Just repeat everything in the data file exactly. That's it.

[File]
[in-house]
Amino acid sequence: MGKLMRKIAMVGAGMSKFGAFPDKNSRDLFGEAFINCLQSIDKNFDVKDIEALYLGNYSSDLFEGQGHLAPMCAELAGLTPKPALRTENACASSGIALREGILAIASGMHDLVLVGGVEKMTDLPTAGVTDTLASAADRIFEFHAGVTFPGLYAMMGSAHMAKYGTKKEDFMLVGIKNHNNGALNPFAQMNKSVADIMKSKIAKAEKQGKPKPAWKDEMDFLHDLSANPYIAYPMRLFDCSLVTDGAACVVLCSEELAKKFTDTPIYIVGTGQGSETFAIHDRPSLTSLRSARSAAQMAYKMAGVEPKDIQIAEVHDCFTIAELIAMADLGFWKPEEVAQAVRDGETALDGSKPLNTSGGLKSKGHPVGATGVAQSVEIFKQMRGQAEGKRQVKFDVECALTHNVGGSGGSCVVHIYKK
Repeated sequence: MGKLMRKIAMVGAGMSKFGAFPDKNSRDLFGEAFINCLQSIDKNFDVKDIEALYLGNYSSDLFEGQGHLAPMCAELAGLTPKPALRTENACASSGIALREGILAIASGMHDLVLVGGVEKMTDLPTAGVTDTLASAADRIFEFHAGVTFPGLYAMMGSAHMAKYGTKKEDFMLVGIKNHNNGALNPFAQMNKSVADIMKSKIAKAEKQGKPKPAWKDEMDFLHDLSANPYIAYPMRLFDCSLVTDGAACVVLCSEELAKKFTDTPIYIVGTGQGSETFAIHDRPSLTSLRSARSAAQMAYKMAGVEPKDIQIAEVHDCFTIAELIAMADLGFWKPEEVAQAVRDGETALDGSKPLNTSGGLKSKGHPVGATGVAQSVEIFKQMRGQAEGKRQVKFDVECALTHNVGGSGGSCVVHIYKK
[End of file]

[in-house]
Amino acid sequence: MGKLMRKIAMVGAGMSKFGAFPDKNSRDLFGEAFINCLQSIDKNFDVKDIEALYLGNYSSDLFEGQGHLAPMCAELAGLTPKPALRTENACASSGIALREGILAIASGMHDLVLVGGVEKMTDLPTAGVTDTLASAADRIFEFHAGVTFPGLYAMMGSAHMAKYGTKKEDFMLVGIKNHNNGALNPFAQMNKSVADIMKSKIAKAEKQGKPKPAWKDEMDFLHDLSANPYIAYPMRLFDCSLVTDGAACVVLCSEELAKKFTDTPIYIVGTGQGSETFAIHDRPSLTSLRSARSAAQMAYKMAGVEPKDIQIAEVHDCFTIAELIAMADLGFWKPEEVAQAVRDGETALDGSKPLNTSGGLKSKGHPVGATGVAQSVEIFKQMRGQAEGKRQVKFDVECALTHNVGGSGGSCVVHIYKK
Repeated sequence: MGKLMRKIAMVGAGMSKFGAFPDKNSRDLFGEAFINCLQSIDKNFDVKDIEALYLGNYSSDLFEGQGHLAPMCAELAGLTPKPALRTENACASSGIALREGILAIASGMHDLVLVGGVEKMTDLPTAGVTDTLASAADRIFEFHAGVTFPGLYAMMGSAHMAKYGTKKEDFMLVGIKNHNNGALNPFAQMNKSVADIMKSKIAKAEKQGKPKPAWKDEMDFLHDLSANPYIAYPMRLFDCSLVTDGAACVVLCSEELAKKFTDTPIYIVGTGQGSETFAIHDRPSLTSLRSARSAAQMAYKMAGVEPKDIQIAEVHDCFTIAELIAMADLGFWKPEEVAQAVRDGETALDGSKPLNTSGGLKSKGHPVGATGVAQSVEIFKQMRGQAEGKRQVKFDVECALTHNVGGSGGSCVVHIYKK